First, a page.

Can I beat a refuse breath test? 26 Answers as of May 28, 2013

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Law Office of Thomas A. Medford, Jr., PC
Law Office of Thomas A. Medford, Jr., PC | Thomas A. Medford, Jr.
If the test is properly administered "no".
Answer Applies to: District of Columbia
Replied: 9/25/2012
Law Office of Richard Williams
Law Office of Richard Williams | Richard Williams
It is not the test you have to worry about it is the DUI charge.
Answer Applies to: Alabama
Replied: 9/16/2012
Michael Breczinski
Michael Breczinski | Michael Breczinski
Only if you can show the police had no reason to ask you to take one.
Answer Applies to: Michigan
Replied: 9/16/2012
Gregory Casale Attorney at Law
Gregory Casale Attorney at Law | Gregory Casale
That is far too broad a question with far too few facts. If you refused to blow into the breath test meter or made a show of trying but really not blowing hard, the test is marked as a refusal. If that is what you are talking about, you would have to show a medical reason why you couldn't blow adequately. You would not be the 1s person to try to beat the breath test by blowing less than is required. Thousands of people try this. They are all marked as refusals. You would have to distinguish your situation from all of those by showing medically why you couldn't blow the necessary amount of air into the device. If it is something different than this you will have to explain it better to get an answer.
Answer Applies to: Massachusetts
Replied: 9/16/2012
Law Office of Phillip Weiser
Law Office of Phillip Weiser | Phillip L. Weiser
Yes, but there are consequences for refusal.
Answer Applies to: Kansas
Replied: 9/16/2012
    Law Offices of John Carney
    Law Offices of John Carney | John Carney
    If you refuse a breathalyzer you are entitled to a hearing within 15 days. If the officer shows up and testifies that he read you the DWI Warnings you will lose the hearing and your license will be revoked for at least a year and you will have to pay $1.
    Answer Applies to: New York
    Replied: 9/16/2012
    Freeborn Law Offices, P.S.
    Freeborn Law Offices, P.S. | Steve Freeborn
    Highly unlikely. There is what is called the "Implied Consent Law". This means that for the privilege to drive... driving is a privilege, not a right.... you agree that if requested by an officer during a stop, to submit to a breath test, you agree to do so. You are welcome to refuse, but if you do so, your right to drive is suspended for a minimum of 1 year. This is so, even if you were found "not guilty" of the DUI, or even if the breath machine were found not to be working or not properly certified. You cannot make these arguments if you have refused the breath test. IN a license suspension, the suspension is by the Department of Licensing, not the court.
    Answer Applies to: Washington
    Replied: 9/16/2012
    Steven Alpers | Steven Alpers
    I cannot tell you without knowing all of the facts. You should know that the DA will argue to the jury that it is circumstantial evidence that you knew you were under the influence or you would have taken the test. Also, you lose your license for 1 year instead of 4 months for a refusal.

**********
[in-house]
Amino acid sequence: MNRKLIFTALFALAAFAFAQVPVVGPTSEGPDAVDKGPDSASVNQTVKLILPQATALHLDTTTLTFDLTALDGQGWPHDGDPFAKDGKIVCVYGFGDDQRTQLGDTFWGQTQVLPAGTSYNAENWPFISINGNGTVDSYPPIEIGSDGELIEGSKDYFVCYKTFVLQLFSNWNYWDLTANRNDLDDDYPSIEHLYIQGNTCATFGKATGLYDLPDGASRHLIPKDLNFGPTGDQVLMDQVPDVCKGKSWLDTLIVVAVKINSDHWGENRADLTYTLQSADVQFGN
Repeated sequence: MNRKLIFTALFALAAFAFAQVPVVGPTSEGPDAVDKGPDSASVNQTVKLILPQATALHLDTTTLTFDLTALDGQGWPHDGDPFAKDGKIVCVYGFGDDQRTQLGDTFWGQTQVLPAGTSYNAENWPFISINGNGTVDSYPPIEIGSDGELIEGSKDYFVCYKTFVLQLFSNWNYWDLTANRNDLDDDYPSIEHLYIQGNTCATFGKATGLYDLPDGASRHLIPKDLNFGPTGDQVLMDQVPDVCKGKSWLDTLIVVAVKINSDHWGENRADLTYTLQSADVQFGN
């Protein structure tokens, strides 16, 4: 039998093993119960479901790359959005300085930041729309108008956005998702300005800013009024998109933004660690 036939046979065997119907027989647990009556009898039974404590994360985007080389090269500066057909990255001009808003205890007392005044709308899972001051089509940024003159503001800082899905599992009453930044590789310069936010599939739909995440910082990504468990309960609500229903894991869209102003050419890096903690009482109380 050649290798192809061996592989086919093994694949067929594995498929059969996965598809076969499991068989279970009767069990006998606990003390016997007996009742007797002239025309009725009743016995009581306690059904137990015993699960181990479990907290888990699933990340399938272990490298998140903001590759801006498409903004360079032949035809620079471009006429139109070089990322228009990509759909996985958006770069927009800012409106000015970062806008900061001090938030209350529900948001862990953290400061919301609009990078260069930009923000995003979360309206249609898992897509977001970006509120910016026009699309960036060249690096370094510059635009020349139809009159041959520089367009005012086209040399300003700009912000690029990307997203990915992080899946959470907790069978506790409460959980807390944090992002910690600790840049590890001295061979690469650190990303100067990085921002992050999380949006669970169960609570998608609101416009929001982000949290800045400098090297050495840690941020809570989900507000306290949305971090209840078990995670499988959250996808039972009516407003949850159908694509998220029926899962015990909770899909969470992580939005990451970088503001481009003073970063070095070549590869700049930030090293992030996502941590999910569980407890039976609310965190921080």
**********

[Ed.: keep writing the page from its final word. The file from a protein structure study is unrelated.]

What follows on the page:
Answer Applies to: California
    Replied: 9/16/2012
    Nelson & Lawless
    Nelson & Lawless | Terry Nelson
    Beat? Refusal results in automatic one year suspension of license. The only grounds for appeal to DMV would be that you could conclusively prove you did not refuse. Proof would be difficult, your word is neither proof, nor credible evidence. Do you have credible independent / neutral witness testimony, video or audio recordings, etc., to 100% refute the officer?s testimony? IF so call me to discuss. A little free advice: When arrested for DUI, then upon release from jail or booking, the defendant is given documents that include a notice that he has have only ten days to file a request with DMV for a hearing on an appeal of the automatic suspension of your license imposed by DMV upon your arrest. That is separate and runs consecutively with any suspension that may be imposed by DMV [for test refusal or otherwise], or the court upon conviction. Contact DMV and do so, timely if you think you have grounds for appeal, then appear at the scheduled DMV appeal hearing to present your supporting evidence and witness testimony. If you don't know how to do these things effectively, then hire an attorney that does. If you are charged with any crime, the proper questions are, can any evidence obtained in a test, search or statement be used against you, can you be convicted, and what can you do? Raise all appropriate defenses with whatever witnesses, evidence and sympathies are available for legal arguments, for evidence suppression or other motions, or for trial. If you don't know how to represent yourself effectively against an experienced prosecutor intending to convict, then hire an attorney who does, who will try to get a dismissal, charge reduction, diversion, program, or other decent outcome through motions, plea bargain, or take it to trial if appropriate.